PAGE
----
SMART Recovery meetings offer a supportive environment to achieve behaviour change goals through CBT. Their focus is on behaviour rather than the substance and supports self-management, harm minimisation and recovery. They offer peer support but are run by trained facilitators.

Online Support Services

  • Turning Point – Turning Point provides a wide range of clinical care and support for people and families affected by addiction. Services include 24/7 online counselling.
  • Hello Sunday Morning – Hello Sunday Morning is an Australian not-for-profit organisation dedicated to helping people who want to change their relationship with alcohol.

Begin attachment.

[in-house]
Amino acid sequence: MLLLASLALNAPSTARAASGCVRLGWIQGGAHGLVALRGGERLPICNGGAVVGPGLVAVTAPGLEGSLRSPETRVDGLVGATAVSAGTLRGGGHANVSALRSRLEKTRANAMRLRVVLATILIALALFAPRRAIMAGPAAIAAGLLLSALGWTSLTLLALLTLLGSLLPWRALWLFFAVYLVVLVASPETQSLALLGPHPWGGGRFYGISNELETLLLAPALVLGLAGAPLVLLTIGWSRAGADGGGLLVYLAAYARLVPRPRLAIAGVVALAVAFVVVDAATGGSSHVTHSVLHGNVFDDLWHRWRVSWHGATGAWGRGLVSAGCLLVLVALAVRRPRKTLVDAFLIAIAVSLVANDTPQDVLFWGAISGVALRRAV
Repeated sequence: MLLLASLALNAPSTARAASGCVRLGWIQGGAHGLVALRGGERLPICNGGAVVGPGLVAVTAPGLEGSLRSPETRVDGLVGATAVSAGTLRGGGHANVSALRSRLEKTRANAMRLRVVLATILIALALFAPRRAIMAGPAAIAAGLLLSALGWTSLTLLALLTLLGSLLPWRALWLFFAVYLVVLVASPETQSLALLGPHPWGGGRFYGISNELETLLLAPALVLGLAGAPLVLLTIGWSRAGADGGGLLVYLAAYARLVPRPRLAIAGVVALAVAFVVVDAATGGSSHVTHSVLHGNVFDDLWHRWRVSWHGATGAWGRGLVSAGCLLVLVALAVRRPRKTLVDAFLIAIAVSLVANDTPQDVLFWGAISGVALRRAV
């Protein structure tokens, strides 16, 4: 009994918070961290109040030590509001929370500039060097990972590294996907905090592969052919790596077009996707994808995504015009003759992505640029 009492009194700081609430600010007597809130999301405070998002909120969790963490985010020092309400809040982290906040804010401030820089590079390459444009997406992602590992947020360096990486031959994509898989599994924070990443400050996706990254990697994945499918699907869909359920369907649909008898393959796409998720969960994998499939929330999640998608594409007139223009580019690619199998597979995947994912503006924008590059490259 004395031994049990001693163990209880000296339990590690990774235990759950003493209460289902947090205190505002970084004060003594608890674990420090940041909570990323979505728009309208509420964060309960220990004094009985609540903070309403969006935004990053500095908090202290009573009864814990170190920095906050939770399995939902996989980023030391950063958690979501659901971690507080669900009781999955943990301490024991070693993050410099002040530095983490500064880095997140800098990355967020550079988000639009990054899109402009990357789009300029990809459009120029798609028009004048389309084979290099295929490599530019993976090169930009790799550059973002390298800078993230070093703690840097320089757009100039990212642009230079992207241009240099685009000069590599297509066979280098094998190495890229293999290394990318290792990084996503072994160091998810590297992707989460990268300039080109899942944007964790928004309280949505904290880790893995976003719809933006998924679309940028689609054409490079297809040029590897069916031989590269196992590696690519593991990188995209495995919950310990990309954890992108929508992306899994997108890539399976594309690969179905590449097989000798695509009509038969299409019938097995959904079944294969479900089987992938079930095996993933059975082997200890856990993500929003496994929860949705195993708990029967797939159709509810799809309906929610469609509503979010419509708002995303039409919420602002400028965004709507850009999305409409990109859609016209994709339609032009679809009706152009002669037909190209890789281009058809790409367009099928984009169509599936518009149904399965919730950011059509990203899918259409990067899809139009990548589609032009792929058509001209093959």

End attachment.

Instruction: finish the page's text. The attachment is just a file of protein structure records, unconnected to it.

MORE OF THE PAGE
• Sober in the Country – Sober in the Country is a national, rural grassroots Australian charity, who are working to deliver relatable and open national alcohol awareness. They provide a peer support space where country people can talk with other country people in an accepting space.

Useful Support Lines

Byron Private offers an effective pathway to recovery for those living with alcohol and substance use and mental health. If you or someone you love is needing help, please reach out to our clinical team for a confidential discussion on 02 6684 4145 or via our online contact form.